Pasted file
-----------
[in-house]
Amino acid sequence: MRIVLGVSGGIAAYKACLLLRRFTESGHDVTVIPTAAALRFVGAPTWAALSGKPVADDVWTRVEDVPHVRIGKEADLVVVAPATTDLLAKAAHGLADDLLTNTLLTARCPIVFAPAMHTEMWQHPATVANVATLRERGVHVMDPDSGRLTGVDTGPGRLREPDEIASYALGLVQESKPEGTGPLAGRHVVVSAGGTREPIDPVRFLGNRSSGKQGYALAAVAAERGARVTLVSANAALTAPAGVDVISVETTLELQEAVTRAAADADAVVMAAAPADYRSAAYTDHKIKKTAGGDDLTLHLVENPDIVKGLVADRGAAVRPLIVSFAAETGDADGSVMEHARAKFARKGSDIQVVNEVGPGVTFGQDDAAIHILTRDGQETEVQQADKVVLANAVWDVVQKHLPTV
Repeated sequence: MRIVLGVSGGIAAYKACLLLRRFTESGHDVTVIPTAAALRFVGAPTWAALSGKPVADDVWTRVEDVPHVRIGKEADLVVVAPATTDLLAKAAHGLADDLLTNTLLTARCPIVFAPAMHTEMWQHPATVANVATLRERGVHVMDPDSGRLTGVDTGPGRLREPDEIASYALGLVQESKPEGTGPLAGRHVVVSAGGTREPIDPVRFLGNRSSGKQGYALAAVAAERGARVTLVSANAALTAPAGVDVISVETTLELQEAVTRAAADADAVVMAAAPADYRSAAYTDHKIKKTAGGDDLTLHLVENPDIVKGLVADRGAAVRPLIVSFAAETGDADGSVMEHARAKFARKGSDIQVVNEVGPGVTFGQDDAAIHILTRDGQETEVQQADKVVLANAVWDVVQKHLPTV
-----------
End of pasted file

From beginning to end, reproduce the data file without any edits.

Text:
[in-house]
Amino acid sequence: MRIVLGVSGGIAAYKACLLLRRFTESGHDVTVIPTAAALRFVGAPTWAALSGKPVADDVWTRVEDVPHVRIGKEADLVVVAPATTDLLAKAAHGLADDLLTNTLLTARCPIVFAPAMHTEMWQHPATVANVATLRERGVHVMDPDSGRLTGVDTGPGRLREPDEIASYALGLVQESKPEGTGPLAGRHVVVSAGGTREPIDPVRFLGNRSSGKQGYALAAVAAERGARVTLVSANAALTAPAGVDVISVETTLELQEAVTRAAADADAVVMAAAPADYRSAAYTDHKIKKTAGGDDLTLHLVENPDIVKGLVADRGAAVRPLIVSFAAETGDADGSVMEHARAKFARKGSDIQVVNEVGPGVTFGQDDAAIHILTRDGQETEVQQADKVVLANAVWDVVQKHLPTV
Repeated sequence: MRIVLGVSGGIAAYKACLLLRRFTESGHDVTVIPTAAALRFVGAPTWAALSGKPVADDVWTRVEDVPHVRIGKEADLVVVAPATTDLLAKAAHGLADDLLTNTLLTARCPIVFAPAMHTEMWQHPATVANVATLRERGVHVMDPDSGRLTGVDTGPGRLREPDEIASYALGLVQESKPEGTGPLAGRHVVVSAGGTREPIDPVRFLGNRSSGKQGYALAAVAAERGARVTLVSANAALTAPAGVDVISVETTLELQEAVTRAAADADAVVMAAAPADYRSAAYTDHKIKKTAGGDDLTLHLVENPDIVKGLVADRGAAVRPLIVSFAAETGDADGSVMEHARAKFARKGSDIQVVNEVGPGVTFGQDDAAIHILTRDGQETEVQQADKVVLANAVWDVVQKHLPTV